It may not be as silky smooth or fully immersive as controlling many of the current smartphones out there, yet then that's an entirely different comparison at this early stage. What does make the touch process all the more seamless is that all the usual array of buttons work just as expected in providing you with the choice of how to control the camera.
However, as much as we may like the LCD screen's new-fangled innovations, the G2's electronic viewfinder (EVF or Live Viewfinder (LVF) as Panasonic calls it) is a slightly different story. The high resolution (1040k-dot) and full angle of view are there, plus the EVF automatically activates when nearing the camera to your face without needing to press any buttons, sure, but those familiar with the large image provided by a DSLR's optical viewfinder may find the electronic version is of no comparison. Firstly there's slight image lag in dimmer lighting conditions and secondly the overall image is smaller and feels "further away" from the eye.
Saying that, pop the LCD display into "Live Viewfinder mode" and all the controls you could need when shooting become immediately available on the LCD screen itself for your nimble fingers to quickly access. Plus, should the sun's rays be particularly blinding one day, causing notable screen glare, then the EVF can become a mightily useful tool indeed to ensure accurate exposure and composition. It won't be everyone's cup of tea, but it does the job amply.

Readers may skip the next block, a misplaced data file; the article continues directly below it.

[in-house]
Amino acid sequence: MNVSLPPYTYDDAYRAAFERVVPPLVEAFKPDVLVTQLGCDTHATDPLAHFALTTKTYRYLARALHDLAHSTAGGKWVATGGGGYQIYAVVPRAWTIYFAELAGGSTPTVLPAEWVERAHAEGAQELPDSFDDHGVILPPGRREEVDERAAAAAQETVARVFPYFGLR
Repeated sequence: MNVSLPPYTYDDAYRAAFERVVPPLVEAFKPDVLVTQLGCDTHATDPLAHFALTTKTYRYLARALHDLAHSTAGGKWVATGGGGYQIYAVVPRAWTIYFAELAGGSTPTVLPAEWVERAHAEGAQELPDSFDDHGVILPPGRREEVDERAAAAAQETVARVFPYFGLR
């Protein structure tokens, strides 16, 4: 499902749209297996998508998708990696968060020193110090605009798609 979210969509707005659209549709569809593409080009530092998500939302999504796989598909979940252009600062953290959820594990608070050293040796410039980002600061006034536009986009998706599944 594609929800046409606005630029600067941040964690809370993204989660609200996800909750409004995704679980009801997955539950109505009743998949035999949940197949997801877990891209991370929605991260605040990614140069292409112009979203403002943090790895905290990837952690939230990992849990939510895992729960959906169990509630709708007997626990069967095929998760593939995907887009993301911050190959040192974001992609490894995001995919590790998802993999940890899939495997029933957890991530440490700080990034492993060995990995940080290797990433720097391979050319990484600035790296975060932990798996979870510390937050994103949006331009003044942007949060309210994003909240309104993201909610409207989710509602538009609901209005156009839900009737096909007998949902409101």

When shooting, the G2's autofocus is very swift for a contrast-detect AF system and, although not as speedy as most DSLR cameras will offer, is a decent compromise that outperforms most compact-like cameras. To the left of the camera is a mode dial for selecting AF-points (Multi, Spot, AF-tracking and Face Detection) and also the AF mode features on a rotational switch to the side - AF-S (single autofocus), AF-C (continuous autofocus) and Manual options are available.
The new 720p HD movie mode can capture 1280 x 720 at 50p (sensor outputs at 25fps for the UK release, or 60p at 30fps for the NTSC US release in accordance with PAL and NTSC respectively) using the highly regarded AVCHD Lite's H.264 codec or, should you choose, Motion JPEG format. When shooting in AVCHD Lite you can view images on the camera itself, but extracting movies for external use will require processing, whereas the slightly lower quality Motion JPEG format can be easily extracted as a .MOV file with no further processing.